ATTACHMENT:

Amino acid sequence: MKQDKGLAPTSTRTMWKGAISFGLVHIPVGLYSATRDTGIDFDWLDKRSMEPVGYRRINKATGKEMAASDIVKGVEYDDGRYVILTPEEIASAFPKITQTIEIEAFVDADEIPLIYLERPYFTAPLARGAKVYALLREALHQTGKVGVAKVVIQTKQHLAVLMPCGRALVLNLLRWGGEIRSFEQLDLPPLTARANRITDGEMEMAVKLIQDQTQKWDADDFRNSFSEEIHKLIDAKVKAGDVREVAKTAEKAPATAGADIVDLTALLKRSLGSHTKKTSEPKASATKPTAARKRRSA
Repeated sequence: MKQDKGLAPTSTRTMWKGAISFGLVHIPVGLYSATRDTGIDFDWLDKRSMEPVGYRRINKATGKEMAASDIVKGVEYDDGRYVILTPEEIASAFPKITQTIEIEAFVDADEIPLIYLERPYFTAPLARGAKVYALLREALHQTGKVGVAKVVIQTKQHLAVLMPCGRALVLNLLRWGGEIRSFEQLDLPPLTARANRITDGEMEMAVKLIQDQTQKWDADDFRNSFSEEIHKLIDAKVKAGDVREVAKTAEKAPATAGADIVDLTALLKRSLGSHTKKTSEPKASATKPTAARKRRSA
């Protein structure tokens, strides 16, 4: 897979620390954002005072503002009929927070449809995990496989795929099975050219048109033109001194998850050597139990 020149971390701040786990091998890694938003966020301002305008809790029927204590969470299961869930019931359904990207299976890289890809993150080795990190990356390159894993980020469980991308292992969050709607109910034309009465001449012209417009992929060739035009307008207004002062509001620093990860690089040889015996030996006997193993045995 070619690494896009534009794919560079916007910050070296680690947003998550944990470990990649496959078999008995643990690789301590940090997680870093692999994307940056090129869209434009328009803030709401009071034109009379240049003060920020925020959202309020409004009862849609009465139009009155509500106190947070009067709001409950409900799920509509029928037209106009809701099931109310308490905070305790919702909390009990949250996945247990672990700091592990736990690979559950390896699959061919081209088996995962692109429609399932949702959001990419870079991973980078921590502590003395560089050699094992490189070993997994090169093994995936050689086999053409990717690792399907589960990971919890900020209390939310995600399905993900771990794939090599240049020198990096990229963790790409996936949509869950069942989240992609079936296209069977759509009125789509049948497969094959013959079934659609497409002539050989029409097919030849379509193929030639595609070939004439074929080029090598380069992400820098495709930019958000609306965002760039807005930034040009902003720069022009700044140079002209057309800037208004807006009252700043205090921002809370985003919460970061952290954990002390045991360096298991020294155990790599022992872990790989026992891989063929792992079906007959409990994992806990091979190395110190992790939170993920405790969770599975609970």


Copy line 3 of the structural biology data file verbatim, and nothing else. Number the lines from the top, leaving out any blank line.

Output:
């Protein structure tokens, strides 16, 4: 897979620390954002005072503002009929927070449809995990496989795929099975050219048109033109001194998850050597139990 020149971390701040786990091998890694938003966020301002305008809790029927204590969470299961869930019931359904990207299976890289890809993150080795990190990356390159894993980020469980991308292992969050709607109910034309009465001449012209417009992929060739035009307008207004002062509001620093990860690089040889015996030996006997193993045995 070619690494896009534009794919560079916007910050070296680690947003998550944990470990990649496959078999008995643990690789301590940090997680870093692999994307940056090129869209434009328009803030709401009071034109009379240049003060920020925020959202309020409004009862849609009465139009009155509500106190947070009067709001409950409900799920509509029928037209106009809701099931109310308490905070305790919702909390009990949250996945247990672990700091592990736990690979559950390896699959061919081209088996995962692109429609399932949702959001990419870079991973980078921590502590003395560089050699094992490189070993997994090169093994995936050689086999053409990717690792399907589960990971919890900020209390939310995600399905993900771990794939090599240049020198990096990229963790790409996936949509869950069942989240992609079936296209069977759509009125789509049948497969094959013959079934659609497409002539050989029409097919030849379509193929030639595609070939004439074929080029090598380069992400820098495709930019958000609306965002760039807005930034040009902003720069022009700044140079002209057309800037208004807006009252700043205090921002809370985003919460970061952290954990002390045991360096298991020294155990790599022992872990790989026992891989063929792992079906007959409990994992806990091979190395110190992790939170993920405790969770599975609970």